>One More Day

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One more day…One more time
One more sunset, maybe I’d be satisfied
But then again…I know what it would do
Leave me wishing still for one more day with you.
 
 
It is always there…just under the surface.  It is the ache of loneliness and the hole in my heart that will never heal.  It is the truth I despise, a reality I resent, and a desperate longing to go back…to before.  By staying busy (numb and purposeful), running my mouth, my mind, and my daily routine, I fool myself into looking and acting like everyone else.  But then I catch myself.  Walking past the rows of cubicles to lunch, standing in line at the grocery store, or sitting in a meeting, it hits me.  I don’t have a mother anymore.
Of course, it feels like I am the only one.  A reunion with my four high school girlfriends innocently starts with talk of mothers.  We jokingly ask Carolyn how long her mother has allotted for her to lunch with us this time.  Kathy blurts out that her mother is depressed and has lost her short term memory.  Holly shares her parent’s struggle with varying degrees of dementia.  They suddenly freeze as they realize their unintentional gaffe.  They don’t need to apologize, but they do and their sympathy and the pity in their eyes makes me fear I might come completely undone over my salad.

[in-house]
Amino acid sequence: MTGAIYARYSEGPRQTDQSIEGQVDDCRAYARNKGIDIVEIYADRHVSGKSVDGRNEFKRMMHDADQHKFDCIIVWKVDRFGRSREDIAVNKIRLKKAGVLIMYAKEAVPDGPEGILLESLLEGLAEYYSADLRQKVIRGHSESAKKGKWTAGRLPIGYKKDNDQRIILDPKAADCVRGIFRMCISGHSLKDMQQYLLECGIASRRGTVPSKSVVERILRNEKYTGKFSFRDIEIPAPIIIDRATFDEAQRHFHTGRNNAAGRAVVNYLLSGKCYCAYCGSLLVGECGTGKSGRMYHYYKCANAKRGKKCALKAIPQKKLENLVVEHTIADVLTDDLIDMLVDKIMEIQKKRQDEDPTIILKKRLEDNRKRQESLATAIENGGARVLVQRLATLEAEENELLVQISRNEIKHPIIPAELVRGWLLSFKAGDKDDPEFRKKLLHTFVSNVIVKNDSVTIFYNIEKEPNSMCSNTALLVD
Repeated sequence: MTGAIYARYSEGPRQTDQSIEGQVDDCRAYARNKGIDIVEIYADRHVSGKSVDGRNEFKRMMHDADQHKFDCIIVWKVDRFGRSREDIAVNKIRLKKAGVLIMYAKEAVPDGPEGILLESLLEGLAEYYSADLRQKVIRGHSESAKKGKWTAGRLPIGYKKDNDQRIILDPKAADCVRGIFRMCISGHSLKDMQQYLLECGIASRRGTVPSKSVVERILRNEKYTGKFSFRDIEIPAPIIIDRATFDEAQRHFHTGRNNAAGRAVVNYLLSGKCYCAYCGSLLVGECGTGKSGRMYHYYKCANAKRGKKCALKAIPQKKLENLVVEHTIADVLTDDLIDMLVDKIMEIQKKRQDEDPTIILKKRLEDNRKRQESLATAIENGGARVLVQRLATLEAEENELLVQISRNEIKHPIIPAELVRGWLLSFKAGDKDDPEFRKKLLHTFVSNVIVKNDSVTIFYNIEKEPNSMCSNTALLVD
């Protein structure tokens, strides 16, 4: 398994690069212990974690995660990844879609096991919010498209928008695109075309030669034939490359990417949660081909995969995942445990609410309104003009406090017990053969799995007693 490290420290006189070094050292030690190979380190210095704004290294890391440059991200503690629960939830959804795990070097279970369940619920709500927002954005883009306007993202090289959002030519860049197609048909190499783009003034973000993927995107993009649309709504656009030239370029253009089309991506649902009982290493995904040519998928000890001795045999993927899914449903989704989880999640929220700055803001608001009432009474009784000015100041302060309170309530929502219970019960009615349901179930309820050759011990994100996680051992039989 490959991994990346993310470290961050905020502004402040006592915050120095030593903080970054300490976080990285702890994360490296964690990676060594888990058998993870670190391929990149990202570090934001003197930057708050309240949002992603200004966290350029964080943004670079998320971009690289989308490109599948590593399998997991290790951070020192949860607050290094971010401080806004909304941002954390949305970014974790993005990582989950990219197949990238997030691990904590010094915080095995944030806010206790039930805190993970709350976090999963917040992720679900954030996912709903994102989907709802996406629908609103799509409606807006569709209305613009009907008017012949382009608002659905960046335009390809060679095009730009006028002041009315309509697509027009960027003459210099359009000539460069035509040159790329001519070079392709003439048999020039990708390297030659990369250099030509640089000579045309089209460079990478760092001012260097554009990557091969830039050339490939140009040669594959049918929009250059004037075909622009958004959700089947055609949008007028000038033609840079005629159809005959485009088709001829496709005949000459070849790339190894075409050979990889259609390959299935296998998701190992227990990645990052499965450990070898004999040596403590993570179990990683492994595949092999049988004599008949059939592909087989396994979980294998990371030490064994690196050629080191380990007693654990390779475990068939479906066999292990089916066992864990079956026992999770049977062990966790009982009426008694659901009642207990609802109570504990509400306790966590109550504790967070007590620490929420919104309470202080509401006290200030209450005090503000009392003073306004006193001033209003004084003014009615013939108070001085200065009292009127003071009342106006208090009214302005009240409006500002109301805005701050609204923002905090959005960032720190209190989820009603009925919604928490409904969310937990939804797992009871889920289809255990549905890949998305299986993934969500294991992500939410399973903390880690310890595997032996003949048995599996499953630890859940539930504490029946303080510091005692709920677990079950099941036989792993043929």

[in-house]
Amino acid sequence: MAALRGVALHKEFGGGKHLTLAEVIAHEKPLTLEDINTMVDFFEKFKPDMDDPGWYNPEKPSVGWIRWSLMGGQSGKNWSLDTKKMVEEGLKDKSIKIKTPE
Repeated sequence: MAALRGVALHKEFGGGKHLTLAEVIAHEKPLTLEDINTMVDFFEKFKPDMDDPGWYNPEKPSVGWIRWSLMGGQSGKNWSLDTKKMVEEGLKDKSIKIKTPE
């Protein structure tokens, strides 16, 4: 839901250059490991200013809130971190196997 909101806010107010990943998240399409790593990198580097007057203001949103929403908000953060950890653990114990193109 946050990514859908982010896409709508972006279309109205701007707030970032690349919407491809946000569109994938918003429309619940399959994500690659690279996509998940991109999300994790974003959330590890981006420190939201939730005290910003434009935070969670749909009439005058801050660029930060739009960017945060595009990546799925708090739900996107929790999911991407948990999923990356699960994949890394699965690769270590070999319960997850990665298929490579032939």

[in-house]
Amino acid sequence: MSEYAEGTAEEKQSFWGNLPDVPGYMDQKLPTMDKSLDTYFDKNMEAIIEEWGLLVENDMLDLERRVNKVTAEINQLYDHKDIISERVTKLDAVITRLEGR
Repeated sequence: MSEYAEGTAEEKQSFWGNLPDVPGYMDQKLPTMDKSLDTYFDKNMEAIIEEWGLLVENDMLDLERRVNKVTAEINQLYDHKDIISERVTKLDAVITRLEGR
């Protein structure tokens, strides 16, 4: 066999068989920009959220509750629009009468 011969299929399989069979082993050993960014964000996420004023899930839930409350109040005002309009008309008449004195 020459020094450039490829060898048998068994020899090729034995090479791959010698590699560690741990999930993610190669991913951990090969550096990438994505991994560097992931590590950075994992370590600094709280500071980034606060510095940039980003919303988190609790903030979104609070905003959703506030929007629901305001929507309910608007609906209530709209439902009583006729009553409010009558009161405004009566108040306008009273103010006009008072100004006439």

For each of us, this is part of our lives now… aging parents and worries about their decline.  At one point, Kathy says, “I believe now that there are worse things than dying”.  I think to myself that she might feel differently when her mother is gone.  I ask them the age of their parents.  My mother at 73 was the youngest of them all.
In the complete absence of Mom, my victories are still tempered with sadness, and my struggles only remind me of how much I depended on her wisdom and basked in her unwavering belief in me. I know that no one will ever feel that way about me again, and even my natural optimistic spirit suffers when thinking about the years ahead without her.
After 364 days of mourning, my family faces one of our most difficult days tomorrow.  Between our gathering today for my father’s 79th birthday and Monday (my 54th ) we will each bow our heads and grieve our way through the one year anniversary of our mother’s death.  I don’t know if there is some magical healing or peace on the other side of this day.  After slogging through so many painful holidays already, it feels like there is no end to the reminders of who we once were. 
This Wednesday, February 23 would be my parent’s 55th wedding anniversary, and in some ways, I think that day will be the hardest of all.  My father’s love for my mother is the same as it was half a century ago in Mesa; honest and true.  Through our regrets and realizations, the finality of what wasn’t and the sadness of what could have been, he loves her in that beautiful, unconditional way he loves all of us.  He longs to be with her. We can’t bear the thought of losing him.
During our ritual weekend walk this morning, my husband pointed up to see the season’s first mourning dove perched on the wire directly above our path.  As we passed, the dove began to sing the song of my mother’s promise.  I choked back my tears and walked on. 
It is the only thing I can do.
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